Vebac inhalation is an antibiotic that is used to treat lung infections in patients with cystic fibrosis. The medicine is breathed into the lungs through the mouth to treat infections caused by the Pseudomonas aeruginosa bacteria.
Vebac works by killing bacteria or preventing their growth. However, Vebac will not work for colds, flu, or other virus infections.
Vebac is available only with your doctor's prescription.
An indication is a term used for the list of condition or symptom or illness for which the medicine is prescribed or used by the patient. For example, acetaminophen or paracetamol is used for fever by the patient, or the doctor prescribes it for a headache or body pains. Now fever, headache and body pains are the indications of paracetamol. A patient should be aware of the indications of medications used for common conditions because they can be taken over the counter in the pharmacy meaning without prescription by the Physician.
To reduce the development of drug-resistant bacteria and maintain the effectiveness of Vebac (Vebac for injection, USP) and other antibacterial drugs, Vebac should be used only to treat or prevent infections that are proven or strongly suspected to be caused by susceptible bacteria. When culture and susceptibility information are available, they should be considered in selecting or modifying antibacterial therapy. In the absence of such data, local epidemiology and susceptibility patterns may contribute to the empiric selection of therapy.
Vebac is indicated for the treatment of the following infections caused by susceptible Gram-negative microorganisms:
Urinary Tract Infections (complicated and uncomplicated), including pyelonephritis and cystitis (initial and recurrent) caused by Escherichia coli, Klebsiella pneumoniae, Proteus mirabilis, Pseudomonas aeruginosa, Enterobacter cloacae, Klebsiella oxytoca*, Citrobacter species*, and Serratia marcescens*.
Lower Respiratory Tract Infections, including pneumonia and bronchitis caused by Escherichia coli, Klebsiella pneumoniae, Pseudomonas aeruginosa, Haemophilus influenzae, Proteus mirabilis, Enterobacter species, and Serratia marcescens*.
Septicemia caused by Escherichia coli, Klebsiella pneumoniae, Pseudomonas aeruginosa, Proteus mirabilis*, Serratia marcescens*, and Enterobacter species.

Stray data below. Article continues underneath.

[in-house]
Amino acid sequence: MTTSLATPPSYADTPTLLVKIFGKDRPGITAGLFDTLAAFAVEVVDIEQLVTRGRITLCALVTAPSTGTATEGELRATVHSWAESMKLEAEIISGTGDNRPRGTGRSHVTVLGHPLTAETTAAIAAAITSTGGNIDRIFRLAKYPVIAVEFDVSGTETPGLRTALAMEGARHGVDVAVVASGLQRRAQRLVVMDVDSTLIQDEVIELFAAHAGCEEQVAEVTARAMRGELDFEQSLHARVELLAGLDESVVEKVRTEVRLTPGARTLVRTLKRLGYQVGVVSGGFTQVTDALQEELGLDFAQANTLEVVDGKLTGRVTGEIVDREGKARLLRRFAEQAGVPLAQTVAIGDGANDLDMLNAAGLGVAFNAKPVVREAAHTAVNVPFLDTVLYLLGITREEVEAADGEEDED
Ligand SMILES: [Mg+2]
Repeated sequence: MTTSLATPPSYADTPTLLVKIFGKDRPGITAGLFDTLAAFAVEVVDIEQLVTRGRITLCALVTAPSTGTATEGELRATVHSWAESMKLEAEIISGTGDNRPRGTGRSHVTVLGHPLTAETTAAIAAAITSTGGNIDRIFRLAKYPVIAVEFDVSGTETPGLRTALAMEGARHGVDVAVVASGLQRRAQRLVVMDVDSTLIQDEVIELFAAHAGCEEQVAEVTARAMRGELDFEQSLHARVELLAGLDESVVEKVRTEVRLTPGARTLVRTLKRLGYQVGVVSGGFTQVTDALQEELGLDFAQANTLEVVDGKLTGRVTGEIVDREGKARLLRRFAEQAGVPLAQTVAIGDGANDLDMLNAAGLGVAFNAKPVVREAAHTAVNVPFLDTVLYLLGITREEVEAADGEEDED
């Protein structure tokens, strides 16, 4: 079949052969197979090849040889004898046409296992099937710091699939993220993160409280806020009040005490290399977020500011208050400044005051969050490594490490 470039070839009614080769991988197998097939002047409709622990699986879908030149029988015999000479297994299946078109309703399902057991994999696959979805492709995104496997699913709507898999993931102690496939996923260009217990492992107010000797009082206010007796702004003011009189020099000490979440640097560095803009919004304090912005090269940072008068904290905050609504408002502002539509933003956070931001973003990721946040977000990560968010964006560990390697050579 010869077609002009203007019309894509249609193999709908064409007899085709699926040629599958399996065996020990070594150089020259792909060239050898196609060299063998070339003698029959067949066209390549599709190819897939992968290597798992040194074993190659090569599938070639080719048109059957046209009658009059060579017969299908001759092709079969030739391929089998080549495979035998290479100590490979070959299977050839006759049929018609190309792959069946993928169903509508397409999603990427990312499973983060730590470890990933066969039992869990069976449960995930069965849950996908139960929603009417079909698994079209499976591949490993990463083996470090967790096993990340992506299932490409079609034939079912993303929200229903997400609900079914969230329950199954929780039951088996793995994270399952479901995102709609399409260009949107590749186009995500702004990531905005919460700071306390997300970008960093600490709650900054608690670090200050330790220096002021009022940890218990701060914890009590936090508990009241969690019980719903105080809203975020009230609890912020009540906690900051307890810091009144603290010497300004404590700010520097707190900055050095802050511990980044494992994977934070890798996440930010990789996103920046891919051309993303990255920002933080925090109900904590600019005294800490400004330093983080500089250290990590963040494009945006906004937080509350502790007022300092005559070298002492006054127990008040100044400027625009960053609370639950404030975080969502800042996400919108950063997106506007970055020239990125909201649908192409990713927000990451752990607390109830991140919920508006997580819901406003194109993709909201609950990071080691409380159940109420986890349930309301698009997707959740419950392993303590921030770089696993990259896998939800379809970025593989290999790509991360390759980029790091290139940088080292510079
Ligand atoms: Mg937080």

Skin and Skin-Structure Infections, including those associated with postoperative wounds, ulcers, and burns, caused by Escherichia coli, Proteus mirabilis, Serratia marcescens, Enterobacter species, Pseudomonas aeruginosa, Klebsiella pneumoniae, and Citrobacter species*.
Intra-abdominal Infections, including peritonitis caused by Escherichia coli, Klebsiella species including K. pneumoniae, Enterobacter species including E. cloacae*, Pseudomonas aeruginosa, Citrobacter species* including C. freundii*, and Serratia species* including S. marcescens*.
Gynecologic Infections, including endometritis and pelvic cellulitis caused by Escherichia coli, Klebsiella pneumoniae*, Enterobacter species* including E. cloacae*, and Proteus mirabilis*.
Vebac is indicated for adjunctive therapy to surgery in the management of infections caused by susceptible organisms, including abscesses, infections complicating hollow viscus perforations, cutaneous infections, and infections of serous surfaces. Vebac is effective against most of the commonly encountered Gram-negative aerobic pathogens seen in general surgery.
* Efficacy for this organism in this organ system was studied in fewer than 10 infections.
Concurrent initial therapy with other antimicrobial agents and Vebac is recommended before the causative organism(s) is known in seriously ill patients who are also at risk of having an infection due to Gram-positive aerobic pathogens. If anaerobic organisms are also suspected as etiologic agents, therapy should be initiated using an anti-anaerobic agent concurrently with Vebac. Certain antibiotics (eg, cefoxitin, imipenem) may induce high levels of beta-lactamase in vitro in some Gram-negative aerobes such as Enterobacter and Pseudomonas species, resulting in antagonism to many beta-lactam antibiotics including Vebac. These in vitro findings suggest that such beta-lactamase-inducing antibiotics not be used concurrently with Vebac. Following identification and susceptibility testing of the causative organism(s), appropriate antibiotic therapy should be continued.
How should I use Vebac?
Use Vebac Inhalation as directed by your doctor. Check the label on the medicine for exact dosing instructions.
An extra patient leaflet is available with Vebac Inhalation. Talk to your pharmacist if you have questions about this information.
You should use a bronchodilator (eg, albuterol) before you use Vebac Inhalation. Contact your doctor for instructions on how and when to use a bronchodilator before using Vebac Inhalation.
If you are taking several inhaled medicines, talk to your doctor about the best order for taking your medicines.